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Webinar: Creating an Efficient Docker Build Pipeline for Java Apps

Docker Tutorial | May 13, 2017

In our last webinar, we showed how to create an efficient Docker build pipeline for Java apps. We found that a lot of “Docker for Java developers” tutorials out there unintentionally encourage some Docker bad practices. So we had our Cheif Researcher, Alexei Ledenev, demonstrate how to craft the perfect Java-Docker build flow to consistently produce small, efficient, and secure Docker images.

View the webinar on-demand to learn:

  • The Docker Builder Pattern
  • How to define all pipeline steps and Dockerize them
  • How to pass build context between steps
  • How to Automate your build pipeline
  • Java tips/ best practices for each step

Link to Alexei’s slides

Highlights of Alexei’s Talk:

Common Pitfalls

Most new Docker users start with a “Naive Approach” when Dockerizing their application and use a familiar VM build and install flow. In fact, there are many blog posts and articles teach you to do this. They usually start with some kind of Linux image, and first install all required packages, Oracle JDK, etc. Then they copy all project files into this box, run maven install, and define the command line or how the app should be executed. This is a straight forward process but what you’re actually left with is a huge image size. In this case, the image is 1.3 GB in size and took me 30 minutes to build on my laptop.

Another approach many people use is the “Standard Approach.” Meaning they take an official Docker image provided (by a company or community), in this example, it’s an OpenJDK image, they install maven, do one little trick -add a pom.xml file, and then install all dependencies. This step is important because each command in a Dockerfile creates an additional layer. Docker will try to re-create this layer with each build. But if you add the pom.xml file it will use the cache from the previous build if nothing has changed.  This allows us to slightly reduce the image size to 1.2 GB. It’s still big but slightly smaller than the last and now our build time is around 15 minutes.
It’s important to understand containers are not VMs. 

“A Linux container is nothing more than a process that runs on Linux. It shares a host kernel with other containerized processes.” –Joe Fernandes, Senior Director, OpenShift Product Management, Red Hat

Once you think of your application as a process, you need to ask -what is the bare minimum that is required to run my application? Using Docker technology you can pack all the files and tools needed to create your application process (the resource files, configuration files, etc). You can isolate the entire process in a separate container so that your app feels like it’s running alone.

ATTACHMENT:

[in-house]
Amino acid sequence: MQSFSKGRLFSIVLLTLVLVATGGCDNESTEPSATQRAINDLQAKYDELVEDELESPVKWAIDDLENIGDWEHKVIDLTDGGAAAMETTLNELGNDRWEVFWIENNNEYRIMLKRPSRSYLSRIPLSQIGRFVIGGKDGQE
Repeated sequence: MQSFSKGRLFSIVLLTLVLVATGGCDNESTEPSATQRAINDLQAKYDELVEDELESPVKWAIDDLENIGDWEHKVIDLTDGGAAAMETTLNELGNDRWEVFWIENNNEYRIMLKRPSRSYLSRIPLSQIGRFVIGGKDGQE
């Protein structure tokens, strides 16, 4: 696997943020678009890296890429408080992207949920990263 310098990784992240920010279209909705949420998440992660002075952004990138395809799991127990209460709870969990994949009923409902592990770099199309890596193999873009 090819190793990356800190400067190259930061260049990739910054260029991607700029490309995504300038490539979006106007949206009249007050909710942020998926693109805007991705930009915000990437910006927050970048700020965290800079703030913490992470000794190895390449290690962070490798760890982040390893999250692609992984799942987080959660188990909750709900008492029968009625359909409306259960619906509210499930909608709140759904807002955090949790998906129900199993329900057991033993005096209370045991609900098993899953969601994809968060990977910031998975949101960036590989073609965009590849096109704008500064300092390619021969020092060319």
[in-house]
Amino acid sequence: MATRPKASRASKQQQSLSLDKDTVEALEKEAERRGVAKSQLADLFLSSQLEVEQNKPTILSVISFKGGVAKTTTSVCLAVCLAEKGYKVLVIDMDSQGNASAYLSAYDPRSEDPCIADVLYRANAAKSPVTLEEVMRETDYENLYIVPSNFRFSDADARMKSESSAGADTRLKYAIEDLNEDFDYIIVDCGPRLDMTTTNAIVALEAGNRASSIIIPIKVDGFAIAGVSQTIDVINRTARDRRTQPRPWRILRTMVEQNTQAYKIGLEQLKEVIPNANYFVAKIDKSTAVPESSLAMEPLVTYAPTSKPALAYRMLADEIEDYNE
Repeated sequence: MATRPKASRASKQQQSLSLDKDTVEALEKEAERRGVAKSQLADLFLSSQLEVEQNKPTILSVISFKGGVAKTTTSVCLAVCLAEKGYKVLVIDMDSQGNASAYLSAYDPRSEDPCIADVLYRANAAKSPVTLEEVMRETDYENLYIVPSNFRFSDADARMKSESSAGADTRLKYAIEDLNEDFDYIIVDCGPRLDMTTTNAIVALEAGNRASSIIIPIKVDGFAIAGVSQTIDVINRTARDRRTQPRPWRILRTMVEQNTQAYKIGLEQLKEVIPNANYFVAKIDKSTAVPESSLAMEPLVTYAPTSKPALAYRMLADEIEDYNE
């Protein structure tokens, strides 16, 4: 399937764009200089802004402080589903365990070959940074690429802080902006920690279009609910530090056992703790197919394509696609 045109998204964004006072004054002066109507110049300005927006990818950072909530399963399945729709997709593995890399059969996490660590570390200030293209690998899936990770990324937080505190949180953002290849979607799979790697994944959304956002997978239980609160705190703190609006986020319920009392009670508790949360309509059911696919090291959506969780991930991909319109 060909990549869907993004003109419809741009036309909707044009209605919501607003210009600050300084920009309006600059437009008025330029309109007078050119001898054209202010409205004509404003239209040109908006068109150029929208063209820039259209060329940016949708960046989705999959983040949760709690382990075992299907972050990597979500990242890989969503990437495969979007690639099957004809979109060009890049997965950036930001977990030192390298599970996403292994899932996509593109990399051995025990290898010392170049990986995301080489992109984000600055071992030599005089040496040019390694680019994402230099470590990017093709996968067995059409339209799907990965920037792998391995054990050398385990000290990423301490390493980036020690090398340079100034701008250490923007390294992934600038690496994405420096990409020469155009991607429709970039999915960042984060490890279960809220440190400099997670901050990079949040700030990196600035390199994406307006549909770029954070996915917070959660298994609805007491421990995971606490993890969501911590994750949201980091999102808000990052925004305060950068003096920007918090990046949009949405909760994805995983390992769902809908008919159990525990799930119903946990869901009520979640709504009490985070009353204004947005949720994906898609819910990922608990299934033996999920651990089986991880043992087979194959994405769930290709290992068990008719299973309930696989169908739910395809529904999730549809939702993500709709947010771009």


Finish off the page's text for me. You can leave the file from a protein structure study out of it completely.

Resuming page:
What is the bare minimum required to run Java App?

In this example, we need to package the following in order to create the process to run our Java application:
  1. Base Image with C Runtime and Posix shell (Alexei recommends Alpine)
  2. Java Runtime Environment (OpenJDK JRE)
  3. Application byte-code and resources (app.jar)
  4. 3rd Party Libraries (lib/*.jar)
  5. Optionally HTTP server (Alexei recommends Tomcat, Jetty, or Netty, not enterprise servers since their design wasn’t built for containers)

Why is your Docker image size important?

  • Time to build
  • Network latency
  • Storage
  • Service availability and elasticity
  • Security
  • Development agility

 Docker Builder Pattern

Alexei explained how to use the Docker builder pattern to separate our build tools and runtime.

Java Docker Builder

Our Java Docker builder should contain the following:

  1. Base Image with C Runtime and Posix shell (Alpine)
  2. Java Development Kit (OpenJDK)
  3. Javac or other JVM compiler (Scala, Kotlin, …)
  4. Build Management Tool (Maven, SBT, Gradle, …)
  5. Linters, code scanners, test frameworks, test tools,
 Once you Dockerize your build environment you can deploy it and use it and run your app on any machine without the need to install anything manually. This eliminates the “it works on my machine” problem.

Maven Builder Dockerfile

Our builder Dockerfile looks like this:
Once we capture our build process, we can consistently produce the results (it captures the source code at a specific point in time so we won’t be impacted by any changes).

Java App Dockerfile

Our Java application Dockerfile is pretty simple because we are only including the bare minimum we need to run it. In this example, we only need the following 3 lines of code.
So now our builder image is only 263 MB, and our runtime image is 143 MB. This is almost 10x smaller the 1st image.

Build Pipeline Orchestration

Once you have both Dockerfiles ready, you can automate your build pipeline.
Alexei explains how to automate it with a Makefile like this:


In the demo, Alexei shows how to easily automate your pipeline using a Docker-native CI/CD like Codefresh to consistently produce small, efficient, and secure Docker images.

(See demo – 32 minutes 25 seconds of the webinar)

He shows two ways to automate your pipeline in Codefresh.


  1. Using a Codefresh YAML file like this:
  2. Using the Codefresh UI
The Codefresh cache allows us to speed up the build process. After all the tests have passed, Codefresh takes the produced VAR files and packages them into a final Docker image. It then tags and labels the image with the git branch and commit info, and pushes it to Alexei’s private Codefresh registry (or any registry you choose).

Additional Resources

About Dan Garfield

Dan is a full-stack web developer and VP of the Marketing at Codefresh. Dan is a *nix native and all around technology enthusiast.

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